— via Of octopuses and astrobiology: Conference talk speculates on cognition beyond Earth
And let’s not forget to bring up this speculative take to octopus intelligence:
The unique nature of octopus intelligence has sparked a rather peculiar debate recently: A group of researchers (not associated with Gire and Sivitilli’s study) has suggested that an octopus’ mind might seem so foreign because it may be alien. The hypothesis, published in 2018, states that octopus evolution may have arisen, in part, because of a retrovirus (a type of RNA virus) delivered to Earth by an asteroid during the Cambrian explosion about 541 million years ago.
—via Thinking is for suckers, but if you’re an octopus, suckers are for thinking
I love this video featuring Natan Last: Crossword puzzles with a side of millennial socialism.
Just some beautiful short about the handmade process involved in the Birth of a book.
Here is my list of favorite movies which story consists on a time loop:
- Groundhog Day: The original movie that was so successful it turn its title into a new concept.
- Source Code
- Edge of Tomorrow
- Russian Doll
Since I’m here, I just finished Russian Doll, so here are my top favorite thing from the movie:
- Great characters. Specially the female protagonist who is a somewhat of a “cunt” (her best friend’s words), but more importantly a woman comfortable with herself, who is not playing the role in life she chose for herself. Independent, saucy, cynic, dark, rude… Think Edina Monsoon, and replace her superficiality with existentialism.
- Great visuals. From the vaginal-black-hole-ish bathroom where the movie restarts every few minutes, to the protagonists’ looks, etc, etc.
- Great mind-bending idea. I love mind-bends.
3 kinds of people
I was listening to a podcast yesterday – I’ll see if I can find it – in which Seth was talking about change and how there are three kinds of people when it concerns change.
First are the neophiles. Those who get excited about trying new things. They are the first ones to jump onto something new.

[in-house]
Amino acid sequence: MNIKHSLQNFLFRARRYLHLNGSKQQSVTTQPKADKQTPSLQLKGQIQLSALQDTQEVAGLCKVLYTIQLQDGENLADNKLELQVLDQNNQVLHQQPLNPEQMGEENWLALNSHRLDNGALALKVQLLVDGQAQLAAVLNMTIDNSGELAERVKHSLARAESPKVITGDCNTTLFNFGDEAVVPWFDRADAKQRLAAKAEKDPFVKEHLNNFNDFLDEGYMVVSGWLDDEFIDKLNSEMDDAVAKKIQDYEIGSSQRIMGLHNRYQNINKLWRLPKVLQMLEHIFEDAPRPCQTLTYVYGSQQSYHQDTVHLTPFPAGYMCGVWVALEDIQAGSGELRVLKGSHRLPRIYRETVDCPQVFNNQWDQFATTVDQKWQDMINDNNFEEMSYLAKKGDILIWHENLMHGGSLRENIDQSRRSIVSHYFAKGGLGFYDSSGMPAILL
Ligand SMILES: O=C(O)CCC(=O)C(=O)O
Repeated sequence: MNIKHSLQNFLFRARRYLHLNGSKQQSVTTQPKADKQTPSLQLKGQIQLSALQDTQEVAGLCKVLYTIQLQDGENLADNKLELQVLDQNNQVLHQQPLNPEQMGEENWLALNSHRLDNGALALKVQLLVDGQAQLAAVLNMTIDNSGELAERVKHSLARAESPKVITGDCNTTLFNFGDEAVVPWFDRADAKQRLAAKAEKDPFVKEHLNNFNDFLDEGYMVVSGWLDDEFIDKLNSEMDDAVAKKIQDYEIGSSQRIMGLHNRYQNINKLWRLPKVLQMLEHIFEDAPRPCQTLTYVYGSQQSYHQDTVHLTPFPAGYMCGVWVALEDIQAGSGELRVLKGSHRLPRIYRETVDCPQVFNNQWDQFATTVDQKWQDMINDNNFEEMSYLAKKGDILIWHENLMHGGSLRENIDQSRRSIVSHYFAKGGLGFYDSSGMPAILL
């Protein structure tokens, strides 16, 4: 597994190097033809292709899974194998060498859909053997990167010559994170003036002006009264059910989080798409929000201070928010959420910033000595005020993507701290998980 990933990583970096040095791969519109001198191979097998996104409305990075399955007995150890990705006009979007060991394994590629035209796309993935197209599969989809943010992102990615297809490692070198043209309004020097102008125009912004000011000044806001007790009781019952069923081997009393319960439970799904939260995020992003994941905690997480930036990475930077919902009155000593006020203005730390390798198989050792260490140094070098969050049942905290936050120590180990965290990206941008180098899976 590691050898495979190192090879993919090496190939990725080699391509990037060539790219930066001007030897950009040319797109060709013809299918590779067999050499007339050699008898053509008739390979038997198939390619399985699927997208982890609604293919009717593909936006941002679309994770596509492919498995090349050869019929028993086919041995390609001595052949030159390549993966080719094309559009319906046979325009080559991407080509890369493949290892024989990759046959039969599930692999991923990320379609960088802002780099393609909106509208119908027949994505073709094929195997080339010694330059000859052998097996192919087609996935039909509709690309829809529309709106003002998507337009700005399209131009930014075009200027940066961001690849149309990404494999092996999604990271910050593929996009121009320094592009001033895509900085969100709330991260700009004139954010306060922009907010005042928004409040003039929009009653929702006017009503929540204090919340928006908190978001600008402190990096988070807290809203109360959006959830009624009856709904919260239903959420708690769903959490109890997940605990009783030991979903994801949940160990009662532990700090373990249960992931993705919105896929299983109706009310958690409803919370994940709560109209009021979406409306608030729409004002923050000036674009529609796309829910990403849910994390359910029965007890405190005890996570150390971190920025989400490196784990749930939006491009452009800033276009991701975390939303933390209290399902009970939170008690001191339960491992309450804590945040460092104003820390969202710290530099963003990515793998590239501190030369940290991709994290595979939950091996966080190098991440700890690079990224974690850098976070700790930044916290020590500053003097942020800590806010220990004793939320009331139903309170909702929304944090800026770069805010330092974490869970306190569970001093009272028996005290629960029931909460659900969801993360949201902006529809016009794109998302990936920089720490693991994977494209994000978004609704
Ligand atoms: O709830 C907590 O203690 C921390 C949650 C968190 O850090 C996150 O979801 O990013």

Then there’s the masses. Those who want to do what everybody else does. They won’t be the first ones to try something new. They will try it once“people like them” are already doing it. They are the majority.
The majority of Americans only read one book a year. And the book they read is the mega-hit. The read the best seller that everybody else is reading. Harry Potter, 50 Shades, The DaVinci Code, etc.
Lastly, the third group of people are the “salute folks”, the “pledge of alliance folks”. They are the fans of the purest renditions of The Star Spangled Banner. They are the last ones to try something new because they don’t like things to change. They like what they like because it’s safe.
These are the ones Kaepernick upsets the most. They like the Superbowl as is, and they don’t want the change Kaepernick brings in.
So. Who is your audience? Who are you talking to?
Exercise, meditation, and writing are my basic habits for keeping me sane.
Most of us would understand that exercise and meditation are activities that help our mental health. For me writing is just as important.
I think of writing as talking to my therapist. I don’t have a therapist but the blank page. Writing gives me an opportunity to take these confusing ideas out of my head and into the real world. Shaping thoughts helps process information, helps understanding, helps analyzing and helps solve problems.
Problems inside my head don’t get solved. They get messier.
Problems in the page get simplified. Demons placated.
I write because I need it to be sane.
The goal is not to work 24 hours 7 days a week. the goal–for an artist–at least is to be ready and willing to work any minute of the day.
“Writing While Noisy”
WWN is one of my goals. Write whenever the opportunity presents itself. Even when I don’t have my tools. Even when I don’t have a good idea. Even when i don’t know what to write about. Even when i don’t feel like writing.
Always be closing.
Same idea. Always be making progress. 24/7. Ask yourself this question: is what you are doing right now going to get me closer to my goal? Try to always answer yes.
Even if you are sleeping. Sleep will refresh your mind. So will exercise. Or meditation. Watching a tv show? Not so much.
Always be working.
Writing While Noisy. Is bad grammar, but a great habit.